The goal of fabricating functional prototypes quickly is hindered by a mismatch of material properties between production materials and those used in rapid prototyping (RP) machines, such as stereolithography. Even when rapid tooling (RT) technologies are utilized for injection molded parts, differences in mold materials cause differences in molded part properties. To compensate for these material and process differences, a design for manufacturing (DFM) method is introduced, called geometric tailoring. The idea is to modify dimensions of prototype parts to match key characteristics of production parts, such as stress and deflection behaviors. For RP parts, the geometric tailoring DFM method integrates two sub-problems, one for achieving functional requirements by matching part behaviors, and one for RP process planning to incorporate manufacturing capabilities and limitations. For parts fabricated by RT, an additional sub-problem is integrated, namely injection molding process planning. Problem decomposition is critical due to the coupled nature of the sub-problems. A problem decomposition and solution procedure is presented. The geometric tailoring method is shown to enable the matching of prototype to production part behaviors, while improving manufacturability.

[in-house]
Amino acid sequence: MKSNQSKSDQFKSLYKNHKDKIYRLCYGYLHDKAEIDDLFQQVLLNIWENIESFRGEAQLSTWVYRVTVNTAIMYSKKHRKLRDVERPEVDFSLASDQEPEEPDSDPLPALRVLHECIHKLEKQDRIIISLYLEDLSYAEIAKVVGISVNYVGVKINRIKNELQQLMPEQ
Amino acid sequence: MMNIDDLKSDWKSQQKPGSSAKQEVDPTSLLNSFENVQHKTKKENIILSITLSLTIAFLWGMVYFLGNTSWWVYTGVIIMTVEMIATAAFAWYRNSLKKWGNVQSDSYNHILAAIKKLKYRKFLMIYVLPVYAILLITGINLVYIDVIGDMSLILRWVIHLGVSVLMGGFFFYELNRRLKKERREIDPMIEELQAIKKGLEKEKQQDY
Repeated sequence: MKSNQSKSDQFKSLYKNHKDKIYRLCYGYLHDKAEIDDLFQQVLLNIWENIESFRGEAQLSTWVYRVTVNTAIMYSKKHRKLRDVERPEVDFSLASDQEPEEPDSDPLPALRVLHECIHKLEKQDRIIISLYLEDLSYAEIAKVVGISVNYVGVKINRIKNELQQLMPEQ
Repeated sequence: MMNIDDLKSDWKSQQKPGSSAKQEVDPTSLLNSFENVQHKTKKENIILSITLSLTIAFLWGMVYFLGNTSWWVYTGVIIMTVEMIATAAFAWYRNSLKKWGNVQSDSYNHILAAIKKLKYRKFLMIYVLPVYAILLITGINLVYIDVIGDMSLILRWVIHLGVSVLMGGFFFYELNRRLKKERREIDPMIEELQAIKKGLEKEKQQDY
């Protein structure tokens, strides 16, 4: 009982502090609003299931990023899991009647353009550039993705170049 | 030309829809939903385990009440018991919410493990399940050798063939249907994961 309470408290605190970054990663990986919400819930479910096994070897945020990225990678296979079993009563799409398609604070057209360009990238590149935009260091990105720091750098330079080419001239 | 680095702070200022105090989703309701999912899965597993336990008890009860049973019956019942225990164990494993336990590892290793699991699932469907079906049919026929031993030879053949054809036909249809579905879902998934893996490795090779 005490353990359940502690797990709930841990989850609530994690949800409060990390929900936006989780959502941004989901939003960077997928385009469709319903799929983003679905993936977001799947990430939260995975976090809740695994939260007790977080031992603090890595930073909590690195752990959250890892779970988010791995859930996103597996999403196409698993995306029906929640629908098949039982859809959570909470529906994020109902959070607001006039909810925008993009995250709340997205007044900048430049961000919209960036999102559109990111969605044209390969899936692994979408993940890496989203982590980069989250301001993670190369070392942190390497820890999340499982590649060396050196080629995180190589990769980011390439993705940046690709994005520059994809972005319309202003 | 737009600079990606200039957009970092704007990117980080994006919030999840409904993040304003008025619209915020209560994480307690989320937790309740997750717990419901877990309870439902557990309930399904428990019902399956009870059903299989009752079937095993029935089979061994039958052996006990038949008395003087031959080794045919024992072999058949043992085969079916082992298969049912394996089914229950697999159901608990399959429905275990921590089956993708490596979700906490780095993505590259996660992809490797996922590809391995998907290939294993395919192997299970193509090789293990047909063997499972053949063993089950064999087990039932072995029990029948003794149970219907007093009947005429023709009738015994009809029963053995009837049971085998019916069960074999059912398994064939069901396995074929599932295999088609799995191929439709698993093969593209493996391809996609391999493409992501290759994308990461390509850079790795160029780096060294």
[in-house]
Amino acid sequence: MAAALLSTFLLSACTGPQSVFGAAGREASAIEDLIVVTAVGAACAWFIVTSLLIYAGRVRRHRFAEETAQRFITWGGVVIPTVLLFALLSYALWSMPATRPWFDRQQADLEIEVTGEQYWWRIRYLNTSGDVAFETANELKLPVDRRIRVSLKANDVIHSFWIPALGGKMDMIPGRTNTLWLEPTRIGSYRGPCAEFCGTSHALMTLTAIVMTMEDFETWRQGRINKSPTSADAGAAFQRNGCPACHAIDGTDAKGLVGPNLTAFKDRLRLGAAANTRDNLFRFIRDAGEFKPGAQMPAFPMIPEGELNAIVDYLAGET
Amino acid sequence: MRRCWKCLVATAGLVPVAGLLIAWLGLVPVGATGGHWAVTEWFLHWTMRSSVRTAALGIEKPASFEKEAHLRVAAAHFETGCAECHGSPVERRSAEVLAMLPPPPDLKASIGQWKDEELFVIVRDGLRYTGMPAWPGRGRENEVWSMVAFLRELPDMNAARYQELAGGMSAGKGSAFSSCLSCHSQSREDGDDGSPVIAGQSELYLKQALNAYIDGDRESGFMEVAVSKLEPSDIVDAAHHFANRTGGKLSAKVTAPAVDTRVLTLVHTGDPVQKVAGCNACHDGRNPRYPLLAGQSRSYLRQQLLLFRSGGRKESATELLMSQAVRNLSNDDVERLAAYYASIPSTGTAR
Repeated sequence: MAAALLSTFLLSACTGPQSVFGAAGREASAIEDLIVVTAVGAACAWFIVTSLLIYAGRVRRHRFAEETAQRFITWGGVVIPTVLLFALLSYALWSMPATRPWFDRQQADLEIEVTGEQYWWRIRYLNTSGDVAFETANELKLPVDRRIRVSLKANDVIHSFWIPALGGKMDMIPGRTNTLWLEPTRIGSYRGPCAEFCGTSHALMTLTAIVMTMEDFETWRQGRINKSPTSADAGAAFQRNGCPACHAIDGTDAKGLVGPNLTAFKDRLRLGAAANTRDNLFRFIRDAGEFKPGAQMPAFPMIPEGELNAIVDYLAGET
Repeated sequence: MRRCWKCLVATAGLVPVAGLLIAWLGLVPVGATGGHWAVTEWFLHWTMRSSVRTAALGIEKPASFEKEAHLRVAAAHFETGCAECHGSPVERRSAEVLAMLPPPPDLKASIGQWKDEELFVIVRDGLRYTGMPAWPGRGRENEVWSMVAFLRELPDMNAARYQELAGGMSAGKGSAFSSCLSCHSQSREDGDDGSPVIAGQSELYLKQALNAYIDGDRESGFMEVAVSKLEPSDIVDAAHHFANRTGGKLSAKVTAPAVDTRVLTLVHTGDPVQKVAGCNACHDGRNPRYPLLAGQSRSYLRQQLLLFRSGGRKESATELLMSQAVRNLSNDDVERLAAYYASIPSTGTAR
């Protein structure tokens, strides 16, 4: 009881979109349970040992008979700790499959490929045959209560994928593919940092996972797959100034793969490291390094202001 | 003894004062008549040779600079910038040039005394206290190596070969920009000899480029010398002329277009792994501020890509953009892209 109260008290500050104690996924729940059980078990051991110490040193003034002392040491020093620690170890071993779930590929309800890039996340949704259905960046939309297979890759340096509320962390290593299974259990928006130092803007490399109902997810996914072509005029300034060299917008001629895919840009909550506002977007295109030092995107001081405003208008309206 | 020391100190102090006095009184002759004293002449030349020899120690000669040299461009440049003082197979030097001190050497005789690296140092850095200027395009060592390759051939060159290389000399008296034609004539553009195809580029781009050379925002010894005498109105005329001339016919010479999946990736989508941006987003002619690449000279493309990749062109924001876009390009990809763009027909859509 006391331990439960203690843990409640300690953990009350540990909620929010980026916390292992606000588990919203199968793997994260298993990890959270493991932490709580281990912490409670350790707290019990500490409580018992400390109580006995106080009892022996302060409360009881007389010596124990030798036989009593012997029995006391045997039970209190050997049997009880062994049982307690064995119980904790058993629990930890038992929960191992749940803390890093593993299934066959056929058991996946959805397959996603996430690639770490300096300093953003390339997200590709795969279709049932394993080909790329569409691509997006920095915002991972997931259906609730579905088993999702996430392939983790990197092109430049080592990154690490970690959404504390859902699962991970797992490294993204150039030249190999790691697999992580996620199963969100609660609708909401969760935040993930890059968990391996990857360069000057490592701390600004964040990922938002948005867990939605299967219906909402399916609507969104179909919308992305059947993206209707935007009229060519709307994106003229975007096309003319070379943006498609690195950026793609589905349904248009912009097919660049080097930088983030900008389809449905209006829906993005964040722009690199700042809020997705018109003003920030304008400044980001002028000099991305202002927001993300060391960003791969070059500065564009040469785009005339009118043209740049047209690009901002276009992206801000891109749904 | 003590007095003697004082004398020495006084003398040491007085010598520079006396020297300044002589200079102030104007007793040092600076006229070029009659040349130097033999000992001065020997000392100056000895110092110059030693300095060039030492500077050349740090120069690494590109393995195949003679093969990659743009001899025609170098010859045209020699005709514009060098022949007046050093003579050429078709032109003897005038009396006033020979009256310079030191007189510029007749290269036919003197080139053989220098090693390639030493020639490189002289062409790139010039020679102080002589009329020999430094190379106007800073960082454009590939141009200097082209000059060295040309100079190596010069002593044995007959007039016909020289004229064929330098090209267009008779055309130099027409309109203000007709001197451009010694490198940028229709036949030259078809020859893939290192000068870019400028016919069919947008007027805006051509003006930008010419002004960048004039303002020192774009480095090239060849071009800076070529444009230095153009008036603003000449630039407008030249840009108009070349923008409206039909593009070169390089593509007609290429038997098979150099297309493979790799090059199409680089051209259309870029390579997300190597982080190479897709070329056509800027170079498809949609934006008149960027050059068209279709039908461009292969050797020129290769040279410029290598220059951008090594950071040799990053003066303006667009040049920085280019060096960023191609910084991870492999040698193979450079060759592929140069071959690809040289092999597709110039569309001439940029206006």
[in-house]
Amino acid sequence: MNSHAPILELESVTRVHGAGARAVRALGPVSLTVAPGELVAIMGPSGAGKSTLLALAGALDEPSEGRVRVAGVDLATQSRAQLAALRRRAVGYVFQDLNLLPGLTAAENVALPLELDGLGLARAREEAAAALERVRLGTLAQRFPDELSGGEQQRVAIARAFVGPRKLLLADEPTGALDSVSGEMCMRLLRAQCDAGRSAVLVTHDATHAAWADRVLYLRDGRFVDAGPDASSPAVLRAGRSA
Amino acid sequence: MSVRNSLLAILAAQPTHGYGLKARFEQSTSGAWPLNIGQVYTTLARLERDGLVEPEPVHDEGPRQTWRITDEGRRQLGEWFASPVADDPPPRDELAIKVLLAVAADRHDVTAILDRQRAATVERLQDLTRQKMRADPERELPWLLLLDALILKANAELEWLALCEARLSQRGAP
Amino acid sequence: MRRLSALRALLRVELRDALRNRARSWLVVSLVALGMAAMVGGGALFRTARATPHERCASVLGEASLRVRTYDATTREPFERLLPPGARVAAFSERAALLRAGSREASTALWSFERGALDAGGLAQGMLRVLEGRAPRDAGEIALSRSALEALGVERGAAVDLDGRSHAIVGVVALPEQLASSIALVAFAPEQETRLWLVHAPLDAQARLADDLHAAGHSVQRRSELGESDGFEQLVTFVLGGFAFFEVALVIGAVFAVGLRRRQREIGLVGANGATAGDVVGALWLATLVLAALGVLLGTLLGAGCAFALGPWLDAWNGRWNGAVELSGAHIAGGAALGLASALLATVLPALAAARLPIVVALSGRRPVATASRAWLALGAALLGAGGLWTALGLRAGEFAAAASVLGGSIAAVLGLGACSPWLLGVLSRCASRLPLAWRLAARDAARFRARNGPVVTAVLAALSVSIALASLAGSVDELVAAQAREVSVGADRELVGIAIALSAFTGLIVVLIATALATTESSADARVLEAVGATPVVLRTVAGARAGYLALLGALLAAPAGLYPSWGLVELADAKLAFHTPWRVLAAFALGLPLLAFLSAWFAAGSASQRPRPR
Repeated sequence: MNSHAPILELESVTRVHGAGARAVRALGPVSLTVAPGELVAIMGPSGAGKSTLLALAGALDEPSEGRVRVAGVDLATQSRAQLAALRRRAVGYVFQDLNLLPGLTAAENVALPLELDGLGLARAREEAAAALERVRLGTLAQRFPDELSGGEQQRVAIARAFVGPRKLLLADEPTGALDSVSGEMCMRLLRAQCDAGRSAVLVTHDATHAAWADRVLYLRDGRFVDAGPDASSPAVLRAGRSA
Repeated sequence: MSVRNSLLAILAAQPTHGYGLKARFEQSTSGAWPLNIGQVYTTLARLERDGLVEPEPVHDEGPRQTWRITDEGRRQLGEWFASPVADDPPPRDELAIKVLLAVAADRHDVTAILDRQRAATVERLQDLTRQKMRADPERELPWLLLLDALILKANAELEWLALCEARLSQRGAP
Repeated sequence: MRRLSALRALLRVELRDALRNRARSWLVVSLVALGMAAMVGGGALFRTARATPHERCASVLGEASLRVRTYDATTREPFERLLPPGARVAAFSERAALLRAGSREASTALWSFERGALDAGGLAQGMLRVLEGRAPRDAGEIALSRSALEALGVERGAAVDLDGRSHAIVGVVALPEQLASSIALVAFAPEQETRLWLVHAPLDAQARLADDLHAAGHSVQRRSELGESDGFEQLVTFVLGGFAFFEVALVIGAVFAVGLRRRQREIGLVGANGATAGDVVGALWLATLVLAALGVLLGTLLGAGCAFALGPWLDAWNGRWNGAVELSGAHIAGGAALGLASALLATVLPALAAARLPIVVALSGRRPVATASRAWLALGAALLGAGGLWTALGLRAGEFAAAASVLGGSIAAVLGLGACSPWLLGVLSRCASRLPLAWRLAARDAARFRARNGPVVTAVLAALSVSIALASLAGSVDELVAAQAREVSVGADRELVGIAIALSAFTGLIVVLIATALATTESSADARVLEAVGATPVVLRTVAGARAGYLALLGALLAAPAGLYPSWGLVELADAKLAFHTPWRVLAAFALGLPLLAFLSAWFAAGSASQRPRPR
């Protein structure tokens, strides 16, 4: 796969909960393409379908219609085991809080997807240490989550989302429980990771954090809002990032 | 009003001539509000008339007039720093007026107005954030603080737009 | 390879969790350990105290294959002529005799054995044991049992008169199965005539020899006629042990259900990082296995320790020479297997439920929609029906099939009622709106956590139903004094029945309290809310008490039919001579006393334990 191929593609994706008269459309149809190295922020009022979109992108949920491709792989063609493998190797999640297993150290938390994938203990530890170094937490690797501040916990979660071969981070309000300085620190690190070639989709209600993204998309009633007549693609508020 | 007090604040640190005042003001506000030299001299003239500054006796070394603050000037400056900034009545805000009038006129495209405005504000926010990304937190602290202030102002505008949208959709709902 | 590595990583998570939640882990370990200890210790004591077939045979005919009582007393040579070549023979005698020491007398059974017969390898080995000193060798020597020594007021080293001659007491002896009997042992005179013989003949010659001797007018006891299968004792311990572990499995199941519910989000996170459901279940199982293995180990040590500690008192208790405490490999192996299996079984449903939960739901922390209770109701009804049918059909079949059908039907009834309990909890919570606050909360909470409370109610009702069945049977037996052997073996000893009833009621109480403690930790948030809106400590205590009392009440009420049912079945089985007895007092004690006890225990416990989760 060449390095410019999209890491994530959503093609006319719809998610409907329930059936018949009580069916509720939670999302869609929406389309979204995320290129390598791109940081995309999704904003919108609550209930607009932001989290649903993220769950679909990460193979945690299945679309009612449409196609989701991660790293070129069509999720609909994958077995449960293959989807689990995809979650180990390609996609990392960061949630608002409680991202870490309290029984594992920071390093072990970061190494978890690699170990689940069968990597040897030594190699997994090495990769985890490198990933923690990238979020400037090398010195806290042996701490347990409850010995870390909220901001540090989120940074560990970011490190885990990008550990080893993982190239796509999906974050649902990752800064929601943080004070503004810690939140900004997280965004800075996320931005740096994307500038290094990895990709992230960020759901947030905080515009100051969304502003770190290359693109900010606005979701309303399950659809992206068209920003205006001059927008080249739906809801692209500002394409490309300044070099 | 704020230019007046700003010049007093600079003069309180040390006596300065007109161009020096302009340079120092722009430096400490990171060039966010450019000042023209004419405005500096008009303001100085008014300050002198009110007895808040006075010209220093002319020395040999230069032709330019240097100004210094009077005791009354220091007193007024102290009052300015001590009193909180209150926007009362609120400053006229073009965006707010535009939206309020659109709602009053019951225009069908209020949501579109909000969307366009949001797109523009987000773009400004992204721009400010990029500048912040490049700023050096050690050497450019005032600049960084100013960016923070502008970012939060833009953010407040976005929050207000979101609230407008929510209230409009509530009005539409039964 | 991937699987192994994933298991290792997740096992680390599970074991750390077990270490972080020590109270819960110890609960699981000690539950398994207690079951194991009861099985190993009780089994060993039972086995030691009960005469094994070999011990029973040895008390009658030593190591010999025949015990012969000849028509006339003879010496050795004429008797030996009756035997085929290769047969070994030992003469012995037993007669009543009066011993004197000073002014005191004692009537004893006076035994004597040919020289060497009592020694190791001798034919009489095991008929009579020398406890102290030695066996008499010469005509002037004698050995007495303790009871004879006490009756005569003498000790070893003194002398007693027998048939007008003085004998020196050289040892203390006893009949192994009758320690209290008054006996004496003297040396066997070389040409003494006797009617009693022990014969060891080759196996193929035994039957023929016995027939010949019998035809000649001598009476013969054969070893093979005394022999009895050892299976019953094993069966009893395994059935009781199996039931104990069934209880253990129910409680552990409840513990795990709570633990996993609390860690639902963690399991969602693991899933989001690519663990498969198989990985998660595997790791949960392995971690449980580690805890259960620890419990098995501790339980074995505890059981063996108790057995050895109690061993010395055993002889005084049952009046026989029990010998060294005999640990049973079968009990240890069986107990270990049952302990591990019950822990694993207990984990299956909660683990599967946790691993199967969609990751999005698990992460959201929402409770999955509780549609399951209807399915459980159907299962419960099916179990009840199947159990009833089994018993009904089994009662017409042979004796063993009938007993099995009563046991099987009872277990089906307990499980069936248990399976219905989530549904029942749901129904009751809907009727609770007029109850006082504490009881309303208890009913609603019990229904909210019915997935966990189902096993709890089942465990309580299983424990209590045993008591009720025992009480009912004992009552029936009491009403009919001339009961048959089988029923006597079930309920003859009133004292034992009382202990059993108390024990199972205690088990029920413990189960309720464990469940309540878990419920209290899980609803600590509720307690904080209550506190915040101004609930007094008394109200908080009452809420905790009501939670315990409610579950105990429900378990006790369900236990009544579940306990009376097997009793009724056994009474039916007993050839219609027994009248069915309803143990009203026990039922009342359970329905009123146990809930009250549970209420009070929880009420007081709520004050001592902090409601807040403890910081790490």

Geometric Tailoring: A Design for Manufacturing Method for Rapid Prototyping and Rapid Tooling
Contributed by the Design Theory and Methodology Committee for publication in the JOURNAL OF MECHANICAL DESIGN. Manuscript received May 2002; rev. Nov. 2003. Associate Editor: L. C. Schmidt.
Sambu, S., Chen, Y., and Rosen, D. W. (August 12, 2004). "Geometric Tailoring: A Design for Manufacturing Method for Rapid Prototyping and Rapid Tooling ." ASME. J. Mech. Des. July 2004; 126(4): 571–580. https://doi.org/10.1115/1.1758250
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